by Sara Kelly, MA Textiles, Chelsea College of Arts
Frida Kahlo: Making Her Self Up, V&A 2018
In the summer of 2018, the Victoria and Albert Museum opened its doors and welcomed the public to the extraordinary exhibition ‘Frida Kahlo: Making Her Self Up’.
Frida Kahlo is celebrated as one of the most significant artists of the 20th century. She was a unique and rebellious Mexican painter, known for her extraordinary life, as much as her artwork. Over 60 years after her death, Kahlo has become a cult figure, appropriated by feminists, artists, phycologists and fashion designers alike.
The show was curated by Claire Wilcox, chair in Fashion Curation at the London College of Fashion. It dramatically changes our understanding of Kahlo’s work and life, with an exclusive and somewhat controversial collection of her personal belongings that had previously been locked away in La Casa Azul by the wishes of her husband Diego Rivera and friend Dolores Olmedo.
In 2004, after the death of Olmedo, the Museo Frida Kahlo unlocked the doors to these items. Recalling the discovery, director of the museum, Hilda Trujillo, questioned her right to explore the collection, “I felt like an intruder, for what right do I have to be there with Frida’s things?”
The collection included Kahlo’s indigenous Tehuana garments and hand-painted medical corsets and orthopaedic devices worn by Kahlo as a result of a devastating bus accident when she was 18 years old. She broke her spinal column, ribs and pelvis and an iron handrail pierced her abdomen and uterus. She suffered for the rest of her life.
When we imagine Frida Kahlo, we paint an image of her in the distinctive, colourful Tehuana costume, with fresh flowers decorating her plaited hair. We celebrate her strong features; her upper lip hair and that striking monobrow, but what does Kahlo’s unique fashion really tell us about her?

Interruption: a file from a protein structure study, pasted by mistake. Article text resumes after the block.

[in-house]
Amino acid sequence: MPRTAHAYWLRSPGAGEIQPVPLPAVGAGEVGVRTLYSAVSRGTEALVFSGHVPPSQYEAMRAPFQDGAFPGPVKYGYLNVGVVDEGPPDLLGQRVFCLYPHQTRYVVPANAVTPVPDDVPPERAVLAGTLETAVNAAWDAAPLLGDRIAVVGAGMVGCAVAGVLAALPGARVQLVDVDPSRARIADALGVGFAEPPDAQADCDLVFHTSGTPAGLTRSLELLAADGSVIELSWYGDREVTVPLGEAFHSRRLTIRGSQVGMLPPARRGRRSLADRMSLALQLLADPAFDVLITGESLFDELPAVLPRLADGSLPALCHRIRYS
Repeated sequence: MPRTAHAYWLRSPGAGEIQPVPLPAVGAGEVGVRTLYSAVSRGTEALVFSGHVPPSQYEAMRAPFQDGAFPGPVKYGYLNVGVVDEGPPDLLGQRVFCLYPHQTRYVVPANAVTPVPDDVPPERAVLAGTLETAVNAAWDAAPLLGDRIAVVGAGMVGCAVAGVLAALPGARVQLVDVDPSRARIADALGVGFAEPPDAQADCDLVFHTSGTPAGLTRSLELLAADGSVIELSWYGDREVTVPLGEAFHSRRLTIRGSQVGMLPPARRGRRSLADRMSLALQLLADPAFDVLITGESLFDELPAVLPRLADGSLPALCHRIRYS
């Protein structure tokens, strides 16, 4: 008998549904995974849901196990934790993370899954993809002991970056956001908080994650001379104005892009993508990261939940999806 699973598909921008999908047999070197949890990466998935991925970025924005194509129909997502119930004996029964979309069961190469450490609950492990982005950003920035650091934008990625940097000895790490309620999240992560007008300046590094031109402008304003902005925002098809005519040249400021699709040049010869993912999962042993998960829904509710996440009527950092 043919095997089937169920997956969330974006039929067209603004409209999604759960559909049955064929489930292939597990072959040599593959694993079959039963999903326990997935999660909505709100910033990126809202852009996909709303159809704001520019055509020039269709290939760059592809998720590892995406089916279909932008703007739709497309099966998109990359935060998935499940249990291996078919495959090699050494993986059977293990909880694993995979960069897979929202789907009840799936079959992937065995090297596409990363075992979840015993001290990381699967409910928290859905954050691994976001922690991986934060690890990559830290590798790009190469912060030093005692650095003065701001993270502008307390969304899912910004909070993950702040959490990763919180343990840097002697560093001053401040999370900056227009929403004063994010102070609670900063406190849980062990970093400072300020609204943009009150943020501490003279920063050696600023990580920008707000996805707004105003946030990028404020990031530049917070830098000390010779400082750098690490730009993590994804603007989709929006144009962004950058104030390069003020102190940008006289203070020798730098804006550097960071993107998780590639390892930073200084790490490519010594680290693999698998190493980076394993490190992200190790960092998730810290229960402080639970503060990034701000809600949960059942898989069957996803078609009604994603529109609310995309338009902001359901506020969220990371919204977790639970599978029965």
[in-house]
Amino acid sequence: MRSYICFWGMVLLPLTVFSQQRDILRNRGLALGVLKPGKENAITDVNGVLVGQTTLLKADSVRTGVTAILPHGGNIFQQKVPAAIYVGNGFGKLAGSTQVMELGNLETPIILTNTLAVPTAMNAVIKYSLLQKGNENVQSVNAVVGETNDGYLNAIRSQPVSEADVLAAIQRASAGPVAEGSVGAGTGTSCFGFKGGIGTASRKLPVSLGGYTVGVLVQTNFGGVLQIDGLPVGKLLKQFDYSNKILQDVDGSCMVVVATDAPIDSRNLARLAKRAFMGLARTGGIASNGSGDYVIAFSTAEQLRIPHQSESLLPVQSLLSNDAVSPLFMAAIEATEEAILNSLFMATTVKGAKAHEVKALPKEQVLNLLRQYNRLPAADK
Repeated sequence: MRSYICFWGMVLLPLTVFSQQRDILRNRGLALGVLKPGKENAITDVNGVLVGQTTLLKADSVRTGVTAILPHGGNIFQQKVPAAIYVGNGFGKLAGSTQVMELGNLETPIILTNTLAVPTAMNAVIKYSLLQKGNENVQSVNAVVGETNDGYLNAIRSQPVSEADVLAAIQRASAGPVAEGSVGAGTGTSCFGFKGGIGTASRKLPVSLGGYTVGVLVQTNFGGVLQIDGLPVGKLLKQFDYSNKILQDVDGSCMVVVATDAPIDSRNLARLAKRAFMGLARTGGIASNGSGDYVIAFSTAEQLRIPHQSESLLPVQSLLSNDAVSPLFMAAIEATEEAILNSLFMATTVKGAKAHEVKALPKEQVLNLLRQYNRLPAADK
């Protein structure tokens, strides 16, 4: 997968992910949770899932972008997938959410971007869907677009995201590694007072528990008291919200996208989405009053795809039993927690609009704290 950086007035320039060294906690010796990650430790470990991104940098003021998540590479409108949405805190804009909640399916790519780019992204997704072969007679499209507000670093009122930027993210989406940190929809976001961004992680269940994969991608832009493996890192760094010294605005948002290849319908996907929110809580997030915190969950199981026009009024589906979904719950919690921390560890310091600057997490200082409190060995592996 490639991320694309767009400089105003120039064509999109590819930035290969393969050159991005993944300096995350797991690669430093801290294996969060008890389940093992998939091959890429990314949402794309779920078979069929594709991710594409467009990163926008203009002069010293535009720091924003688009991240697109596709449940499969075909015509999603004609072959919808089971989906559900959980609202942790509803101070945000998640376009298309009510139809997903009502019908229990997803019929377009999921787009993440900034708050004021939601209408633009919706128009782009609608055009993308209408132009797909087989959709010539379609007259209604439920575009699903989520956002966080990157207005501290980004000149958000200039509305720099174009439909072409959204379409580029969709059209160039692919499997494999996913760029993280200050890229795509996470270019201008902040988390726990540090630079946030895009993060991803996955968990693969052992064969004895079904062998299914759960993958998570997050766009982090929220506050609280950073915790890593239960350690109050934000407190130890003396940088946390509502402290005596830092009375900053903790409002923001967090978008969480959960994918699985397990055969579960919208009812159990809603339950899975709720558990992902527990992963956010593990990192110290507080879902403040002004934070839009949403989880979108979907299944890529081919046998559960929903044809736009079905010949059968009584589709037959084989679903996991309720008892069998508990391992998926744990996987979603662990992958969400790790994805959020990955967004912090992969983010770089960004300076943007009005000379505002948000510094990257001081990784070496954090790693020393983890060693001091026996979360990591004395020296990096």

Co-curator of Frida Kahlo: Making Her Self Up, Circe Henestrosa, discusses Kahlo’s passion for the Tehuana dress. Kahlo was a proud supporter of indigenous wear. These outfits were both a celebration of her Mexican heritage and a form of protection. She often wore long Tehuana skirts covering her legs, one of which was thinner and shorter due to contracting polio as a child. Henestrosa suggests that the garments from Tehuantepec rehabilitated Kahlo and allowed her to powerfully express herself, masking her disability. This had a resounding influence on her political voice and status in the art world, due to the deep-rooted social chauvinism in Mexico and America in the 1930’s.
Artist and film maker, Alinka Echeverría, spoke about how Kahlo had suffered many traumas and expressed her pain through her ability in art, creativity and imagination. Examples of such can be seen in Kahlo’s exvoto style work, ‘Henry Ford Hospital’, painted shortly after her miscarriage in 1932. For most of her life Kahlo wore body casts, which she hand-painted with imagery, including the hammer and sickle of the communist logo, and with direct references to her miscarriage.
Gannit Ankori, Head of the Creative Arts division at Brandeis University, stated, “if we know her [Kahlo’s] face so well, it’s because she chose to show it to us”. Ankori suggested that Kahlo began a dialogue with the perception of disability – she shared her pain through her art and through her penetrating, unsmiling gaze, we often see in her portraits. Kahlo’s persona of a colourful flamboyant Mexicana uses the Tehuana costume as an armour to shield her suffering body and mind.
Sophie Oliveira Barata, prosthetics designer at Altlimbpro, began a conversation about the social stigma of disability and continued to explain how she is combatting it with artistic and unique prosthetics. Celeste Dandeker, dancer and co-founder of Candoco Dance Company, responded with her moving experience as a contemporary dancer with disabilities.
Rubén Gallo, Professor at Princeton University, poses the question of ‘Fridamania’. Why, more than 60years after her death, does Frida Kahlo’s work still speak to us in the 21st Century? Kahlo’s ability to mediate between her inner experiences and global history continues to be relevant today.
The conference vocalised the importance of Frida Kahlo’s lasting influence when considering the extremities of her work. Her recognition is a testimony to her strength and influence as an artist and as a Mexican woman. ‘Fridamania’ manifests in both her fragility and her global influence, a juxtaposition that is strengthened by her evident mortality. One cannot admire Kahlo’s work, without appreciating her pain and struggle, which represents the realities of social change, mortality and internal and external credibility.